NewBookRelease1I tell myself that the rewards are worth the painful gestation and birth. It’s undoubtedly true that you have to keep writing if you want to maintain people’s interest in your work and the sales that go with it. Every new books boosts sales of the previous ones. If you want press interest or access to speaking at book events and festivals you have to have a new book to showcase.

If all goes well, the new book should be out in June, and then what? I have a choice: pack it in and have an easy life, or keep going and endure the lows as well as the highs, all over again.

The positive power of feedback

feedbackAll my plans for meeting readers at the Lake District shows this summer went west the moment I fell down the stairs in mid-August and emerged with a ruptured Achilles tendon and damaged shoulder ligaments. Couldn’t walk for a while, couldn’t drive, couldn’t lift or carry books, couldn’t even use a keyboard without pain and handwriting was no better. What a mess!

Of course I was lucky, I could have died or sustained what are euphemistically called ‘life-changing’ injuries. As it was I was deprived of my precious independence for a while, but gradually I’ve got back to a semblance of normality and am well into the first draft of the new novel now, with every chance of getting the book to my editor by the agreed date of the end of January.

But during the past few months the lack of contact with readers has taken its toll.

I guess all writers doubt themselves, unless and until they’re clearly successful and maybe even then. However good your original idea, and however happy you may be with the plan in your head or on paper, there comes a point somewhere in the middle of the first draft when you wonder why on earth you’re doing devoting all your spare time to this project, and whether it’ll be worth it.

At that stage, it’s really helpful to have a way of refreshing your self-confidence, – especially that part of your self-esteem particularly linked to your writing. And that’s what’s been missing, because I simply couldn’t reach readers in person for quite a while.

Today was a chance to put this right. It meant a three hour return drive, and not long to talk with quite a small group, but I did so enjoy it. And when some of them began to talk about reading my books, I realised yet again how much I need that feedback.

One of the people asked me, ‘Do readers write to you, or let you know their reaction to your books?’ And the answer to that was ‘No, not much, and I wish they would!’ It’s hard to know how many people out there have read my stuff. Once the books have gone to the distributors and the shops they are beyond my view. I know that books get handed around : sometimes readers tell me with pride how many people they’ve lent my books to! I don’t know how many people get copies from the library. Simone-Forti-1024x576Nor do I know whether readers are more forthcoming with feedback for other writer’s books. I’m not myself, I realise. I may love a book, talk about it, delay finishing it because I’m enjoying it so much. But I never think of telling Claire Tomalin, or Hilary Mantel, or Ann Cleeves, or Andrea Levy how much I love their work, and why.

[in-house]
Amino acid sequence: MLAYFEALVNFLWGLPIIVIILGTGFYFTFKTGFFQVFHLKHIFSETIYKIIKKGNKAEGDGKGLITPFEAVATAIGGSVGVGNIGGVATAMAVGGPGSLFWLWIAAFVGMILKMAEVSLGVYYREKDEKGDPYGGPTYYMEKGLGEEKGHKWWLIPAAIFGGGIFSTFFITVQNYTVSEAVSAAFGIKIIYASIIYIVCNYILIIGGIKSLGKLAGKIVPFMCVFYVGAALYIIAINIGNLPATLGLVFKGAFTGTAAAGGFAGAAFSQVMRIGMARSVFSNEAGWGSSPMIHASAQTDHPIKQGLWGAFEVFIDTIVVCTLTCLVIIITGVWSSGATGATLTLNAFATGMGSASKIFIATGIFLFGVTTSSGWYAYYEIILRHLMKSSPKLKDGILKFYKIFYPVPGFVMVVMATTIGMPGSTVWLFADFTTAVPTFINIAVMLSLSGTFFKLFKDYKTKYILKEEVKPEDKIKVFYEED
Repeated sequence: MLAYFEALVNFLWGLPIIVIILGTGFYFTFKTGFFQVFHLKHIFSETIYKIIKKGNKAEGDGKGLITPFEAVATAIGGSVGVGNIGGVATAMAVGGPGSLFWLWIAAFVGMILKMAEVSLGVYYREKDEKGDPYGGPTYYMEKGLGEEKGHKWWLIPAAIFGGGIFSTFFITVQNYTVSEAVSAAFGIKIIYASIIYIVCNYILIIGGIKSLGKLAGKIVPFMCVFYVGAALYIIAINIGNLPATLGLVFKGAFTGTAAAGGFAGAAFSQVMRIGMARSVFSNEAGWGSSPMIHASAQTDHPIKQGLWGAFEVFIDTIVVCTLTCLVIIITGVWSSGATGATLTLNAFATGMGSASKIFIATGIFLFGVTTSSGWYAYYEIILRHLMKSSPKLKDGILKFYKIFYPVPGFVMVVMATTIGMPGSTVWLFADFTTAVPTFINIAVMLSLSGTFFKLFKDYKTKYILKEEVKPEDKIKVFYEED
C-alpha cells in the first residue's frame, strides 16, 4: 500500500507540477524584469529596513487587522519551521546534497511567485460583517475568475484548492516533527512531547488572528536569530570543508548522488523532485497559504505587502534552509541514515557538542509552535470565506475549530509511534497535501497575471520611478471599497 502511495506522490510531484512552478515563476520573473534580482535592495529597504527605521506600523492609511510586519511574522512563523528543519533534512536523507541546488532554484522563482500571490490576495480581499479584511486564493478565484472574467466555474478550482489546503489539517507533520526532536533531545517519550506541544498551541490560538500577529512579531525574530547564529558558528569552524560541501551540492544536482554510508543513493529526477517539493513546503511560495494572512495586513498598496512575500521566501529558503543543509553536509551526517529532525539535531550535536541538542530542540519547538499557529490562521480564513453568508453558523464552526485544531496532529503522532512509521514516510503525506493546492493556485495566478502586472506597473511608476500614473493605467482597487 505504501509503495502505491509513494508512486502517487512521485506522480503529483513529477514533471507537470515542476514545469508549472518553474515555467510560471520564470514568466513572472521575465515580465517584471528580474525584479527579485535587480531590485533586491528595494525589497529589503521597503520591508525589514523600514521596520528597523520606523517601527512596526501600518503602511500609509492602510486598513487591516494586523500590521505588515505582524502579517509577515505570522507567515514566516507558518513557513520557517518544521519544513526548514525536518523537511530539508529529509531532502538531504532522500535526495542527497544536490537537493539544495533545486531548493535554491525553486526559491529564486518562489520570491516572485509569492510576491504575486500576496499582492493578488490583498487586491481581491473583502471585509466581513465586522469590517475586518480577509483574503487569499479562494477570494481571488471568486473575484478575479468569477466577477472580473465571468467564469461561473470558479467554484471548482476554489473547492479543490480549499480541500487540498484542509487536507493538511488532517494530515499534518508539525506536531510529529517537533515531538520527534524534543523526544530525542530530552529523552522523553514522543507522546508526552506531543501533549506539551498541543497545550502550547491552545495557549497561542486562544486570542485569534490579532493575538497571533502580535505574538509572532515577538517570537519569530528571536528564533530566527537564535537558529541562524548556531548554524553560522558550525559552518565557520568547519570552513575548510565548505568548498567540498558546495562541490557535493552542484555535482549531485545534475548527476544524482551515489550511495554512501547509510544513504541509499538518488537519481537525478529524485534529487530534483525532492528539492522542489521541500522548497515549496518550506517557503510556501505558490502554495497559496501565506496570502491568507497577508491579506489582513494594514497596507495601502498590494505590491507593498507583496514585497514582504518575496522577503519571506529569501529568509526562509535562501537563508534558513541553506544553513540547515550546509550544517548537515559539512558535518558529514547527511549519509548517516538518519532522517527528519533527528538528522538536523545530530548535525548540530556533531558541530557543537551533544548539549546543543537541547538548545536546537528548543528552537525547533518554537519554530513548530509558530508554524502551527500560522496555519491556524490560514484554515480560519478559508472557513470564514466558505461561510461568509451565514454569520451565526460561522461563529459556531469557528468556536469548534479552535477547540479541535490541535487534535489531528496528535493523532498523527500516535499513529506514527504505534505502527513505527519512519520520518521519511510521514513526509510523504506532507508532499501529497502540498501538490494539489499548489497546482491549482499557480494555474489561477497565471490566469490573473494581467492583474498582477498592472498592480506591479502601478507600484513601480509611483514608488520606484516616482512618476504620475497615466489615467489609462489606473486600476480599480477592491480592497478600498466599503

And there is another problem, of the relative isolation of many self-published authors like me. We rarely get reviews, or awards, or mention in the conversations of the regular book world. I could do something about this, I know. I could read and respond to more blogs and hope that the effort is reciprocated. I could actively seek more reviews on Amazon, although very few of my sales come through that route. I could be more active in the various writers’ networks. But time spent on all that seems like time off-task. My priority as a writer is to write.

As my life returns to normal I’ll probably get out more, and meet more of the people who read my stuff. Those direct conversations are obviously important to me, and I’ve been missing them.

 

 

When is the author not really the author?

Two things are on my mind about this question: both of them were prompted by recent encounters with writers.

The first example comes from an author explaining his/her writing process. This writer finishes the first draft and gives it to three ‘readers’ for comment. Their suggestions are incorporated into the next draft, which then goes to the ‘editor’ for further suggestions, and here again some at least of these are used to produce the third draft.

writing-group

In this particular case, the text has now been developed by five people, but still it is considered to have been ‘authored’ by the original writer, who said –  in jest? –  that the names of all those who had contributed should perhaps be on the cover alongside the author’s name.

It may have been a throwaway remark, but it provoked my question about when the author’s apparent work is more, or less, than the author’s actual work.